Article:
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Davis, California

Thursday, February 22, 2024

Question the value of private and charter schools

The current administration poses a unique threat to American public education

Betsy DeVos’s narrow confirmation as Secretary of Education, in which Vice President Mike Pence had to step in to break a tie, has stirred up unexpected controversy for a position that has historically been confirmed without much opposition. As a department considered less important than others, the federal government’s role in education is limited in scope, and most of the power with respect to education resides at local and state levels. However, the fierce opposition to Betsy DeVos’s confirmation has raised pertinent questions about many long-standing issues of the U.S. education system.

DeVos’s controversial views on American education are already well-known. She believes in the privatization of public schools and has long advocated for the expansion of charter schools and for-profit schools, as demonstrated by her efforts in her home state of Michigan. As justification for her views, she believes that all parents — rich and poor —  should have the luxury of choice in deciding where to send their children to school. The DeVos couple has consequently poured their enormous wealth into private schools, leading to the rapid growth of charters in Michigan.

Charter schools receive government funding, but aren’t part of established public school districts. They’re governed by separate non-federal institutions — some for-profit, others mostly non-profit. So even though they’re funded by taxpayers, they’re under no obligation to perform to the same standards as public schools. They’re an example of public asset privatization, and can charge any tuition they like, with the freedom to change the curricula any way they want.

While charter schools were meant to provide a smaller, more intimate learning environment, the institutions and people governing these schools often have their own agendas. This has led to a rapid increase in religious schools that teach according to their beliefs. The students attending would potentially be unprotected from racial or gender discrimination because the schools don’t have to match the same standards of transparency as public schools. These schools blur the separation between church and state, and many teach controversial topics such as creationism instead of evolution, the evils of homosexuality and the “harmful” effects of birth control. Private schools may teach a similar curriculum, but the key difference is that private schools don’t receive taxpayer funds. It’s unfair for taxpayers to spend their money on these schools when they receive no information about — and may not even agree with — the state of children’s education at the charters.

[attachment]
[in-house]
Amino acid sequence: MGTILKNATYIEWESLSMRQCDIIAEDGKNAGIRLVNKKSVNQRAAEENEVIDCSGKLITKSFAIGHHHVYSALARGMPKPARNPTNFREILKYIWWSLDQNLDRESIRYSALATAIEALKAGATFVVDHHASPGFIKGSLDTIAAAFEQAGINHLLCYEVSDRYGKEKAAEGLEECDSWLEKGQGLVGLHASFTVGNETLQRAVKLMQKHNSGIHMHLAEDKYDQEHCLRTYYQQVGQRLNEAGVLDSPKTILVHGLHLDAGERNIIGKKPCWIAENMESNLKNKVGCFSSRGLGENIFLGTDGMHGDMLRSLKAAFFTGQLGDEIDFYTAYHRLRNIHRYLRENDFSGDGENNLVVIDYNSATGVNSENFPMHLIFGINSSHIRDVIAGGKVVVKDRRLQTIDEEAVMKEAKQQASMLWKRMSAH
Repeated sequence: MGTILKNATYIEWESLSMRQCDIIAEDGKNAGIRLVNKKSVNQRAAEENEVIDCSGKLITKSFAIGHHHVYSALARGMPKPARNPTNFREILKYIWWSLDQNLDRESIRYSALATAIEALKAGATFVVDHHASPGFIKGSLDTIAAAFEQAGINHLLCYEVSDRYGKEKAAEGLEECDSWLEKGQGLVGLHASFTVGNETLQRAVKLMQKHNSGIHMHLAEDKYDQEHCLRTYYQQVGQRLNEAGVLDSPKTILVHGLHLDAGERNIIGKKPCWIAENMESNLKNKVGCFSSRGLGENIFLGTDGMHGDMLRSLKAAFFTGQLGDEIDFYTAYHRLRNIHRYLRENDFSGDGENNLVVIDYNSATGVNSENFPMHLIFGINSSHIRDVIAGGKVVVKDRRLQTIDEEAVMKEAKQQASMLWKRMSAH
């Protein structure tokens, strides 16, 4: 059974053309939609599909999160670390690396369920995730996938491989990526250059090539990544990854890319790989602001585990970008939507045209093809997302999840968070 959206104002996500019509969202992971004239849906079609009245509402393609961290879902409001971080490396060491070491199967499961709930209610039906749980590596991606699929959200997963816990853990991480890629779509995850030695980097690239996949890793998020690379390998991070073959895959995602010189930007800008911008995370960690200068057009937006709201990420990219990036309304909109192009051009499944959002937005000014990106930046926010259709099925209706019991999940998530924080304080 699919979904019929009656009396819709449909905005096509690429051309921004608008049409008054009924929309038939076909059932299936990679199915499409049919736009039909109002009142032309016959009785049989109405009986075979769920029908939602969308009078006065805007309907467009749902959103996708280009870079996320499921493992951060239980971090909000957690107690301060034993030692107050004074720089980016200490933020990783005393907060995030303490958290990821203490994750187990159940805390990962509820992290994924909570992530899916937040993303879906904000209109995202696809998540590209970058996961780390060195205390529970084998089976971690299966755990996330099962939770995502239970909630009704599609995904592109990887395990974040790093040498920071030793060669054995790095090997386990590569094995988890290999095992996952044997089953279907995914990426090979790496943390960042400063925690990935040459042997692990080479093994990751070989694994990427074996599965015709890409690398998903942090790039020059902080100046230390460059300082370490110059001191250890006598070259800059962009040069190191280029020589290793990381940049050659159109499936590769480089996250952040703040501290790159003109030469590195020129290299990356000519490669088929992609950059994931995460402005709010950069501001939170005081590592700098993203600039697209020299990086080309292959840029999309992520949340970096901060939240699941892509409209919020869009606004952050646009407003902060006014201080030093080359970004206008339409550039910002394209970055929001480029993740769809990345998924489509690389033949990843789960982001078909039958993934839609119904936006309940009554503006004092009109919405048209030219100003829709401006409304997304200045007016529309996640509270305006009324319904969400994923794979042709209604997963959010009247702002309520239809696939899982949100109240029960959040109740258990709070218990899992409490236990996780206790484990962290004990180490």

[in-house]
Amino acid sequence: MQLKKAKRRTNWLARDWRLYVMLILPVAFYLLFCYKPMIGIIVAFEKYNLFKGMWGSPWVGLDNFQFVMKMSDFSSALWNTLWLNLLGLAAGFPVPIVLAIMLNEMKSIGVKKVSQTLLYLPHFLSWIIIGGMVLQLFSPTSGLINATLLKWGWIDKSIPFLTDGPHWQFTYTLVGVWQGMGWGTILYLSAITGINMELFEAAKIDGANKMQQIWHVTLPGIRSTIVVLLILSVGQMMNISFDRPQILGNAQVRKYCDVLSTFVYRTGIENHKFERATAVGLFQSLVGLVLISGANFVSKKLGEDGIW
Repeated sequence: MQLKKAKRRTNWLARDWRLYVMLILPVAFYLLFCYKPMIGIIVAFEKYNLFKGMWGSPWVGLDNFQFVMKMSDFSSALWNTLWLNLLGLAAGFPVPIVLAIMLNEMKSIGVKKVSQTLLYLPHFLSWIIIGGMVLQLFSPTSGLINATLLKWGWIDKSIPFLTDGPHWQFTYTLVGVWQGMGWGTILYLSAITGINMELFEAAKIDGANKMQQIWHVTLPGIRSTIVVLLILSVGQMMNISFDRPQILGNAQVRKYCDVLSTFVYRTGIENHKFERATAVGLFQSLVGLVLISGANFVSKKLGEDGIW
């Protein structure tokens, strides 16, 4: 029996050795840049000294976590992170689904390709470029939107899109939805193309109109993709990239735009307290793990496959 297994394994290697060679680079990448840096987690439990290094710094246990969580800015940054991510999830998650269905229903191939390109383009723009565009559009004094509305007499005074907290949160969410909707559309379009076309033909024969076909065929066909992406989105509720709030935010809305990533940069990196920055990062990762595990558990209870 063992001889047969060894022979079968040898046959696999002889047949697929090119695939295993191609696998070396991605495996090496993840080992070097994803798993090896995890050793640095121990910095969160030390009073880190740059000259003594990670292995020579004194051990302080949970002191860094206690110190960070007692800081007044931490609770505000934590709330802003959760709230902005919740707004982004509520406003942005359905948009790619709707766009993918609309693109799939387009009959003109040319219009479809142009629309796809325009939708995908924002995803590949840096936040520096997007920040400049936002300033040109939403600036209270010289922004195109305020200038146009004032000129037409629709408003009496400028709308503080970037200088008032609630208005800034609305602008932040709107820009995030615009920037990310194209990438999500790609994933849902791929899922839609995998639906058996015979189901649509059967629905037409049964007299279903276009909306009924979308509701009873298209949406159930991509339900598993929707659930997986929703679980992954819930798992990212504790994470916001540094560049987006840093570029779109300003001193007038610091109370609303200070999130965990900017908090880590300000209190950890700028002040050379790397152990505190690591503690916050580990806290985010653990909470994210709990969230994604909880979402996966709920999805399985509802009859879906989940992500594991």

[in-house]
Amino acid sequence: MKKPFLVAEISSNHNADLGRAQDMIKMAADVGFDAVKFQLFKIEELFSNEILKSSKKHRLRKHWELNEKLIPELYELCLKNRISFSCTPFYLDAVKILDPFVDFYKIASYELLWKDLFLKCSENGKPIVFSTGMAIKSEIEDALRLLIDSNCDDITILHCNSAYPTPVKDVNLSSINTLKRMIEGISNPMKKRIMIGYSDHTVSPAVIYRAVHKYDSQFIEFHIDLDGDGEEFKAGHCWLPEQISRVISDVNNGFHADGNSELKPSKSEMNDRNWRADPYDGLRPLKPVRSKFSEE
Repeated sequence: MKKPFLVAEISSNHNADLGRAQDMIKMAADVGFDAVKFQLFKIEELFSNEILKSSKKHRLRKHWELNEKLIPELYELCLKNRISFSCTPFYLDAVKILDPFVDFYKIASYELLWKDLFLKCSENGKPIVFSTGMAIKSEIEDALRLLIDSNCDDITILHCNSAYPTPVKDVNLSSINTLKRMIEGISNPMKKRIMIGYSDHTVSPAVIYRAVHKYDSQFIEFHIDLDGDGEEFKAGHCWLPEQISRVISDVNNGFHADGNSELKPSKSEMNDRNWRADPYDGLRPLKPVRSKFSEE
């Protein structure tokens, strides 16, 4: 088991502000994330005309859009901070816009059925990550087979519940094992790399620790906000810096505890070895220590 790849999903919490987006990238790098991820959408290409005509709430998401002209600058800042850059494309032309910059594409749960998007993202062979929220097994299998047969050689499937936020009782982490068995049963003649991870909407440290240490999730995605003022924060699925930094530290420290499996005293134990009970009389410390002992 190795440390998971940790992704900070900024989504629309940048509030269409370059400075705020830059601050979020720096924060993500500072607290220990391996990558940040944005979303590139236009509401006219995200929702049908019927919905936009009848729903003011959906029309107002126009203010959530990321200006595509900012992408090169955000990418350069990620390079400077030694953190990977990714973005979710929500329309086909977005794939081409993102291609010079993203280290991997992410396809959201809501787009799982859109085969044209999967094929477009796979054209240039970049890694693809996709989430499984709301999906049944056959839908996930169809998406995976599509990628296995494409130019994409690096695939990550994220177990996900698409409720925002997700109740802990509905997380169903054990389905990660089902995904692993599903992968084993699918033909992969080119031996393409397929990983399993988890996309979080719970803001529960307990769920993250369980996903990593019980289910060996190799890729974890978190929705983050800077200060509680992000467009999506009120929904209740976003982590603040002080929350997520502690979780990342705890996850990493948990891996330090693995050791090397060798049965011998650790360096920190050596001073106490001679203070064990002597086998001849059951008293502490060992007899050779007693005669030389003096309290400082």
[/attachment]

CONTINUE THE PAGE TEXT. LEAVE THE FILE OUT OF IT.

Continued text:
So why are parents sending their children to such schools, especially if they cost more? The answer lies in the growing number of school vouchers. School vouchers are state-funded programs that pay for students’ tuition, allowing lower-income families to afford education at good private schools. Voucher schools are also private schools — but of a slightly different category. Most of the students’ tuition is paid by school vouchers, but the schools themselves follow the rules and regulations of private institutions.

The bigger issue with most charter and voucher schools is that most of them are run by corporate organizations only interested in profits. Much like the public-school system, charter schools have varying degrees of academic performance throughout the country — which mainly depend on the socioeconomic level of their locations. Poor or rural neighborhoods have lower educational standards at their high schools, while the urban elite have access to much better public education and a wider choice of private schools. While public schools in rural areas may be incentivized or given additional support to help improve their students’ performances, the government is not responsible for the students in charter schools.

The current administration should realize that governing the most powerful country in the world takes very different skills than running a large corporation. In a company, profits and losses are the first and foremost priority. In a country, the citizens’ well-being and security take precedence. And unlike most other policies, the way we approach education will affect the future generations that will grow up to make important decisions for the country.

It’s our responsibility to make sure that those are good decisions.
Written by: Shohini Maitra — samaitra@ucdavis.edu

Disclaimer: The views and opinions expressed by individual columnists belong to the columnists alone and do not necessarily indicate the views and opinions held by The California Aggie.


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